As someone who lived through the collapse of the Soviet Union, I find some images and reports coming out of the United States these days eerily familiar. But should anyone be looking forward to the disintegration of the US?
Rioting, tearing down of statues, senior officials openly defying the nation’s chief executive…By the late 1980s the USSR was a declining superpower with inept leadership, torn apart by escalating internal contradictions and abjectly losing in the competition with another, much more successful, superpower. No wonder many in Russia are now asking the question if the US could meet the same fate as the USSR.
No longer a crackpot fantasy
To put the record straight, I don’t believe the US disintegration is imminent or likely. On the contrary, America could emerge a reinvented and rejuvenated nation out of the current crisis. Nevertheless, the scenario of US implosion has now definitely left the realm of the hypothetical. In 2008, I ridiculed a Russian political scientist, a KGB analyst in his former career, who prophesied a disintegration of the US into six pieces following a civil war triggered by mass immigration, economic decline, and moral degradation. In 2016, when Donald Trump moved into the White House, I began to have second thoughts. By 2020, the idea of a US collapse no longer seems inconceivable. Today it is not Russian, but rather American scholars who predict a rise of secessionism in the United States as “the pandemic and protests have exposed the regional divides in the US.” Some even argue that embracing the state secession movement should result in “happier, less corrupt entities,” confederated in a North American version of the EU.
The idea that the US may disintegrate is not the preserve of crackpot ex-KGB agents or non-mainstream American scholars. In 2010, none other than the renowned Harvard professor Niall Fergusson published an article in Foreign Affairs in which he argued that the US may meet an abrupt end as a unitary polity. According to Fergusson, “regardless of whether it is a dictatorship or a democracy, any large-scale political unit is a complex system” that has “the tendency to move from stability to instability quite suddenly.” Those who lived under the Soviet Union in its latter days would attest that he is right about this. In 1985, the Soviet Union was a monolithic, albeit stagnant, superpower. In the second half of the 1980s, reforms initiated by Mikhail Gorbachev were rapidly changing the Soviet Union, but most Soviet people – as well as outside observers – still had hardly any doubt the USSR would continue to exist. In 1991, the USSR was no more.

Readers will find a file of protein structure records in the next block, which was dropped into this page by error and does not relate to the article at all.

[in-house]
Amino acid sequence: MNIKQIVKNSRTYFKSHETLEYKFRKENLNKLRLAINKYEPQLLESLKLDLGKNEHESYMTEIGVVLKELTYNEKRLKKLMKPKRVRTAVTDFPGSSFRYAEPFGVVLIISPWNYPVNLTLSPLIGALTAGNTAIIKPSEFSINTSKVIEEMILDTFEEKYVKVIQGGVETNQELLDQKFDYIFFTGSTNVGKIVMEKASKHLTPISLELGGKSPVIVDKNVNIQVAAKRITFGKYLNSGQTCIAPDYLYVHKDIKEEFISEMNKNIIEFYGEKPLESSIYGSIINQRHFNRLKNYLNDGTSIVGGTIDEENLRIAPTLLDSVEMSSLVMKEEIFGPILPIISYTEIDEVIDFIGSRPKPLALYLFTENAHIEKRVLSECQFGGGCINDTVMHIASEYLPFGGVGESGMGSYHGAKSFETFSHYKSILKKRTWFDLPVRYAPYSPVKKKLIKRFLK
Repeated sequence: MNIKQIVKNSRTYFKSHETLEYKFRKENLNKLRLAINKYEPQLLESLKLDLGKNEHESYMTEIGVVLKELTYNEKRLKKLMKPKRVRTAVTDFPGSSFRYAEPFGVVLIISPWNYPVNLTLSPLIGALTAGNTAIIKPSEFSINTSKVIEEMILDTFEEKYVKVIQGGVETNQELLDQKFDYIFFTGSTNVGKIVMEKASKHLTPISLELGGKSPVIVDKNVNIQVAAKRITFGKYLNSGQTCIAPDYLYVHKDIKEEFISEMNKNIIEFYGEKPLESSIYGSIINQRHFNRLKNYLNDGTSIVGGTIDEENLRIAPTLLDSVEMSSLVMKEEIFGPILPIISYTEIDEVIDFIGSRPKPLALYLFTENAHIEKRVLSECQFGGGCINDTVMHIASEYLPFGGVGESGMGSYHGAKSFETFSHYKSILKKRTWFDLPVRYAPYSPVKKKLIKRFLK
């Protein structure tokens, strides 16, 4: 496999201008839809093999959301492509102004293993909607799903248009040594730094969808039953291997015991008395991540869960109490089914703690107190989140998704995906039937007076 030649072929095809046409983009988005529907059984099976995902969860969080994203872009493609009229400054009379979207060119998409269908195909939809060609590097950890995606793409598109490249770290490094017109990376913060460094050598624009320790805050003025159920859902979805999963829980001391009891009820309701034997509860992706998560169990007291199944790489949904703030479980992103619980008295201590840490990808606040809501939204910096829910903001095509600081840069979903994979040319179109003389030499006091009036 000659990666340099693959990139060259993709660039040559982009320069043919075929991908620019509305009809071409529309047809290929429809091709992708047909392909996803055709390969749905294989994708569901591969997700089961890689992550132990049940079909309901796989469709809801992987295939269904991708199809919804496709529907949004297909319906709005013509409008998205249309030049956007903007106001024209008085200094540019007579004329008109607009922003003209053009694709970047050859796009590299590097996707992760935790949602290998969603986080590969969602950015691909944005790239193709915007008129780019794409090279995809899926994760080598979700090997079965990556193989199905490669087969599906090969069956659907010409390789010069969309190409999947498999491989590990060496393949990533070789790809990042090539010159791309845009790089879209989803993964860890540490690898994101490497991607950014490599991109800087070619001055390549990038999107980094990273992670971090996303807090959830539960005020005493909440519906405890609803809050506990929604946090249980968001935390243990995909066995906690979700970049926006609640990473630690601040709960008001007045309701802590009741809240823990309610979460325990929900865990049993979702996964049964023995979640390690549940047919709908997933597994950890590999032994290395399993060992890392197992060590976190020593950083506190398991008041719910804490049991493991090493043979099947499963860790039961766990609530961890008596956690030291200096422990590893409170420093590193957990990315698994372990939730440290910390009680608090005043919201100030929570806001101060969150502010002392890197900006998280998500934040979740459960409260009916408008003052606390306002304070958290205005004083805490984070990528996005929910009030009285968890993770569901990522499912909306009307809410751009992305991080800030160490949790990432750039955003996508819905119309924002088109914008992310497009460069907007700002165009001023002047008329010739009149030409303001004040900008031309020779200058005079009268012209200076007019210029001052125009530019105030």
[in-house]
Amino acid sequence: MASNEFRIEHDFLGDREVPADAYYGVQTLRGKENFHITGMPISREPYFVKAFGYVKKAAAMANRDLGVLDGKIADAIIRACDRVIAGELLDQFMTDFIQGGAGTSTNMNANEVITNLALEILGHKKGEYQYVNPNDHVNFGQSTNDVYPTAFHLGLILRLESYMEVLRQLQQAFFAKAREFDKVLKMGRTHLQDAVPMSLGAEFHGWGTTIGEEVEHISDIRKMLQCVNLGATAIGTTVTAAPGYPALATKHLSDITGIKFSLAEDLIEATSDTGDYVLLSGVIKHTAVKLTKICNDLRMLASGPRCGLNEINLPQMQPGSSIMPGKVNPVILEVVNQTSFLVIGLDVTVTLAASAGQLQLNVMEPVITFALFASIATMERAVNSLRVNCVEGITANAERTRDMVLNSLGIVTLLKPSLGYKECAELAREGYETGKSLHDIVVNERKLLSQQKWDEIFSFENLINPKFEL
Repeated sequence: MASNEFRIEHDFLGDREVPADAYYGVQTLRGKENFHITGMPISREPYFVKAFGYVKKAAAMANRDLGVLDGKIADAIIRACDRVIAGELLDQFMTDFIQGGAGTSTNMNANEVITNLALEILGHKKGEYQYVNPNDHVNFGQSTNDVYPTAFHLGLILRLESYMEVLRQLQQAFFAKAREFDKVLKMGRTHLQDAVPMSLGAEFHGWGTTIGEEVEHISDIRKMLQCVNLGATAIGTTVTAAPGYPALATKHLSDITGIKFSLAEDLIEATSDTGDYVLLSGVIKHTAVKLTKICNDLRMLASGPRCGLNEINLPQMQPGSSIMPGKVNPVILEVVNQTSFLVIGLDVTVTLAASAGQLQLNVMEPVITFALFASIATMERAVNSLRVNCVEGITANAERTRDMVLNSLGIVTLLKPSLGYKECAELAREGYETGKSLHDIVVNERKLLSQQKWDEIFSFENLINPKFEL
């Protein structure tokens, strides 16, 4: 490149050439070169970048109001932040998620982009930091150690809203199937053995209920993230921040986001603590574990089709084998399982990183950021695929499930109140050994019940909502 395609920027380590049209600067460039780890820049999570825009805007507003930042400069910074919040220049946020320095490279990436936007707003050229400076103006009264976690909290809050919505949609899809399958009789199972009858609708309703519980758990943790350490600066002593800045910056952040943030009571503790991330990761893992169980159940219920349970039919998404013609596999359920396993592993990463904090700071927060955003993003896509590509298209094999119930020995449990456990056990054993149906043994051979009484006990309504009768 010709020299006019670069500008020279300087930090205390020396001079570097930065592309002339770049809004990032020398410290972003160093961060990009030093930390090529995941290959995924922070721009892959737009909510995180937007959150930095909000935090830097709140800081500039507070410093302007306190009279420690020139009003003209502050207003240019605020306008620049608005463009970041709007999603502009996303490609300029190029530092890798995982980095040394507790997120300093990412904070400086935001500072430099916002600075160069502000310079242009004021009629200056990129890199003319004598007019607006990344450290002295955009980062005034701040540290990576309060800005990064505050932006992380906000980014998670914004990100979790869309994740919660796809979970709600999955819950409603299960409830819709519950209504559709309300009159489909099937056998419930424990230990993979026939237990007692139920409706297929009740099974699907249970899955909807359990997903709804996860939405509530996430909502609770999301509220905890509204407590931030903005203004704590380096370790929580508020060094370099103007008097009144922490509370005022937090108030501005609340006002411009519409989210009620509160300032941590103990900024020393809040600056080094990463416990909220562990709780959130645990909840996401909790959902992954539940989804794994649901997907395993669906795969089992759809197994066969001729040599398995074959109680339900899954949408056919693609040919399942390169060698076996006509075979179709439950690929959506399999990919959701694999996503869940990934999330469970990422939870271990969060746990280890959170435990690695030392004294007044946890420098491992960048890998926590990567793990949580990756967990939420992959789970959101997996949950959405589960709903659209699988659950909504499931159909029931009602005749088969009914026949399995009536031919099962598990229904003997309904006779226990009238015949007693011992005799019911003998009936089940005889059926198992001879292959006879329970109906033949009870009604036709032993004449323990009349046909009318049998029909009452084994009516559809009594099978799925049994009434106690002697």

If the US falls, it will be unlike anything
Of course, the US is not the same as the Soviet Union. If America is doomed to fall apart, it will do so in its own unique way rather than replaying the Soviet scenario. In 2010, Fergusson saw financial and fiscal imbalances as the main risk to the US’ continued existence. In 2020, these imbalances grew even bigger, putting at risk the status of the US dollar as the world’s primary reserve currency. However, the decline of America’s financial sustainability is now eclipsed by even more serious problems such as domestic political polarization and the increasing competition from China.